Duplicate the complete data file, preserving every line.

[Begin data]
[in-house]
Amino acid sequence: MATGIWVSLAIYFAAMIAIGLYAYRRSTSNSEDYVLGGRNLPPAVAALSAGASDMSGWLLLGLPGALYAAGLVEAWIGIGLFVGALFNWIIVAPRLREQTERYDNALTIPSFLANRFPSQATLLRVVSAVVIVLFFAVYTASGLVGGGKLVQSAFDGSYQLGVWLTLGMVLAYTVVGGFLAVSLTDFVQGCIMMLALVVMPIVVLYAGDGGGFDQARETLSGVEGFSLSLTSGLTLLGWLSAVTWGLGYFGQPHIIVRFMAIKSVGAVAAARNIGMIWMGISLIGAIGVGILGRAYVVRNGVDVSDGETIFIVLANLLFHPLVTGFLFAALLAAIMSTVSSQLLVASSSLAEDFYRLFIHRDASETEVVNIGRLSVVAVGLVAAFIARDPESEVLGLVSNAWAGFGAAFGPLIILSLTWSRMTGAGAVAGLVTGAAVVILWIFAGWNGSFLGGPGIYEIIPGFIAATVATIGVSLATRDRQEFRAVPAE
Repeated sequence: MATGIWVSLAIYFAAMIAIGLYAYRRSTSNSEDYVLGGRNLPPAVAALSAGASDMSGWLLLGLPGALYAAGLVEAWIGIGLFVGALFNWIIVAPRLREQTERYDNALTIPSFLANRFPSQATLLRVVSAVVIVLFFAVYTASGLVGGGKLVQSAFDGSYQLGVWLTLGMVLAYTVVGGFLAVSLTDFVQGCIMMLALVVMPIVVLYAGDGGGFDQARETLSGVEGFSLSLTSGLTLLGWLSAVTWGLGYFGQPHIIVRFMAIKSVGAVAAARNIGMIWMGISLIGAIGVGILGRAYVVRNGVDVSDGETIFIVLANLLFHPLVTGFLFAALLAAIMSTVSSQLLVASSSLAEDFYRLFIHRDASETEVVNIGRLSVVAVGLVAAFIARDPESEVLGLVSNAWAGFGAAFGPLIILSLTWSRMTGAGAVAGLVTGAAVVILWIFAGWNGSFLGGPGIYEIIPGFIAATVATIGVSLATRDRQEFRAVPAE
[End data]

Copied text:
[in-house]
Amino acid sequence: MATGIWVSLAIYFAAMIAIGLYAYRRSTSNSEDYVLGGRNLPPAVAALSAGASDMSGWLLLGLPGALYAAGLVEAWIGIGLFVGALFNWIIVAPRLREQTERYDNALTIPSFLANRFPSQATLLRVVSAVVIVLFFAVYTASGLVGGGKLVQSAFDGSYQLGVWLTLGMVLAYTVVGGFLAVSLTDFVQGCIMMLALVVMPIVVLYAGDGGGFDQARETLSGVEGFSLSLTSGLTLLGWLSAVTWGLGYFGQPHIIVRFMAIKSVGAVAAARNIGMIWMGISLIGAIGVGILGRAYVVRNGVDVSDGETIFIVLANLLFHPLVTGFLFAALLAAIMSTVSSQLLVASSSLAEDFYRLFIHRDASETEVVNIGRLSVVAVGLVAAFIARDPESEVLGLVSNAWAGFGAAFGPLIILSLTWSRMTGAGAVAGLVTGAAVVILWIFAGWNGSFLGGPGIYEIIPGFIAATVATIGVSLATRDRQEFRAVPAE
Repeated sequence: MATGIWVSLAIYFAAMIAIGLYAYRRSTSNSEDYVLGGRNLPPAVAALSAGASDMSGWLLLGLPGALYAAGLVEAWIGIGLFVGALFNWIIVAPRLREQTERYDNALTIPSFLANRFPSQATLLRVVSAVVIVLFFAVYTASGLVGGGKLVQSAFDGSYQLGVWLTLGMVLAYTVVGGFLAVSLTDFVQGCIMMLALVVMPIVVLYAGDGGGFDQARETLSGVEGFSLSLTSGLTLLGWLSAVTWGLGYFGQPHIIVRFMAIKSVGAVAAARNIGMIWMGISLIGAIGVGILGRAYVVRNGVDVSDGETIFIVLANLLFHPLVTGFLFAALLAAIMSTVSSQLLVASSSLAEDFYRLFIHRDASETEVVNIGRLSVVAVGLVAAFIARDPESEVLGLVSNAWAGFGAAFGPLIILSLTWSRMTGAGAVAGLVTGAAVVILWIFAGWNGSFLGGPGIYEIIPGFIAATVATIGVSLATRDRQEFRAVPAE